We decided not to pay for the Scone (although I could have used some coffee), but instead strolled over to a grassy area where a friendly peacock was showing off his colors to a number of interested spectators.

                    

He definitely posed for those cameras and phones going off…

…until he decided he was through with the show, and just strutted off.

By now, we were really hungry, and since our home for the evening was not far away, it was off to check out Falkland. “I hope that war isn’t still going on,” I said. The silence from my fellow travelers was deafening.

As we drove into town, I read that Falkland is situated in the heart of Fife, and it took every ounce of my being not to make a reference to the Andy Griffith Show.

When we walked up to The Covenanter Hotel, a group of people were gathered in front. “It’s always nice to have a welcoming committee,” I said. As it turned out, this is another spot in Scotland where Outlander is filmed, and our hotel doubles as “Mrs. Baird’s guesthouse, while the nearby Bruce Fountain is where the ghost of Jamie looks up at Claire’s room.”  I have no idea what that means, but we will start binge watching soon.

                     

Our two rooms located upstairs were rather shabby with a little mold in the shower. Unfortunately I couldn’t time travel back to one of our good showers.

We were by now incredibly hungry, so we walked a short distance to the Lomond Tavern for a late lunch. It was slammed (we procured the last available table), and our lunch that included beef curry (excellent), chicken tikka, lentil soup, shrimp cocktail and sliced chicken with potatoes was just what the doctor ordered.

Our next stop was ostensibly Falkland Palace & Garden. Upon arriving, we were once again told that there was no interior photography (the “No Photo Trifecta”). I took one for the team (£12.50) and decided to pay a visit. Kim and Mary walked off to have tea for two while Tracy took a nap.  Falkland Palace & Garden is where Mary Queen of Scots came to hunt, play tennis and go hawking, which is one way to prey. These were some of her happiest days.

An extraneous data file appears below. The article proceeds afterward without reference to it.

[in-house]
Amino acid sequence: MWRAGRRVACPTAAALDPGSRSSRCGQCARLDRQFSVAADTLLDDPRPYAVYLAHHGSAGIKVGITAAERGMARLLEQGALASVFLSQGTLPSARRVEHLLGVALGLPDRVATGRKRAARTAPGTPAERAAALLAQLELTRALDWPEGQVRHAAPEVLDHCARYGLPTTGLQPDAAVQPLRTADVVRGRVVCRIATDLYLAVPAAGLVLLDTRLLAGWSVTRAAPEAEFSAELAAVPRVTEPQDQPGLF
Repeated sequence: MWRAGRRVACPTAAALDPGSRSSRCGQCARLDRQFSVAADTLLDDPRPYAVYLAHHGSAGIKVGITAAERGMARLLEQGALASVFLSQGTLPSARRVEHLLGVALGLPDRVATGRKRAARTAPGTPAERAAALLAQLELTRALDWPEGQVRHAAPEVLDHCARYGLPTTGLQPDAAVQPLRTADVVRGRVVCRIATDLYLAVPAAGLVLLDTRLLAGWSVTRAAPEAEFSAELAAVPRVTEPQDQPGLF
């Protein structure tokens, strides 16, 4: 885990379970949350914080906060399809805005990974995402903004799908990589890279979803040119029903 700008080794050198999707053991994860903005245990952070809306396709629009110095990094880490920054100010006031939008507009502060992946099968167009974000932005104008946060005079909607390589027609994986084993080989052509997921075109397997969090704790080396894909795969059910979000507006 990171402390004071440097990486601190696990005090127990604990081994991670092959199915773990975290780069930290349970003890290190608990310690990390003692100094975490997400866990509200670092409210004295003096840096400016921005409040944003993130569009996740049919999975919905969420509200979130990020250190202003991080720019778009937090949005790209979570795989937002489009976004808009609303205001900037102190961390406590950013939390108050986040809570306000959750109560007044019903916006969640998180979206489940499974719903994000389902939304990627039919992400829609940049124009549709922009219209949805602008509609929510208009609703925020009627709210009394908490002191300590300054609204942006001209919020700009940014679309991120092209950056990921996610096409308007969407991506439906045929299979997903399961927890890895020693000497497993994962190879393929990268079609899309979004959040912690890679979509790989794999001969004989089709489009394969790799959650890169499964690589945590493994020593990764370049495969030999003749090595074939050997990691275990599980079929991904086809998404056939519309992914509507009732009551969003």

Cromwell’s troops burned a significant part of the palace (they really needed more constructive hobbies…

…but the National Trust of Scotland stepped up to the plate in the 1950s and now the palace’s reconstructed rooms are a place where visitors can tour without their cameras (once again, photos from internet).  Each room has a docent who tells the tale of Falkland Palace. I believe they wore traditional garb, but without a camera to remember, I’m not sure.

                  

I thought the high point of the visit was the Chapel Royal, which remains a practicing Roman Catholic Chapel. The docent in this room was quite talkative, and after awhile I prayed she’d let me get outside before the rain hit.

The mostly blue sky day had turned to threatening gray (sort of like my hair) as I started my own private tour of what was just a fraction of the nine acres of maintained grounds and formal gardens.

              

There are fruit trees in an ancient orchard, a wildlife meadow, and it was nice having this expansive space nearly to myself.

                                             

It took a while, but I finally found what I was searching for… the oldest Real or Royal Tennis Court in Britain. This court was built for King James V in 1539, and where Mary Queen of Scots would pick up her racquet on occasion.

The court hasn’t seen much love lately (not sure whose fault that is), so the net result is a rundown space. Hopefully someone will serve as a benefactor to help restore it to its former glory. I did, however, overhear someone giving it a back-handed compliment.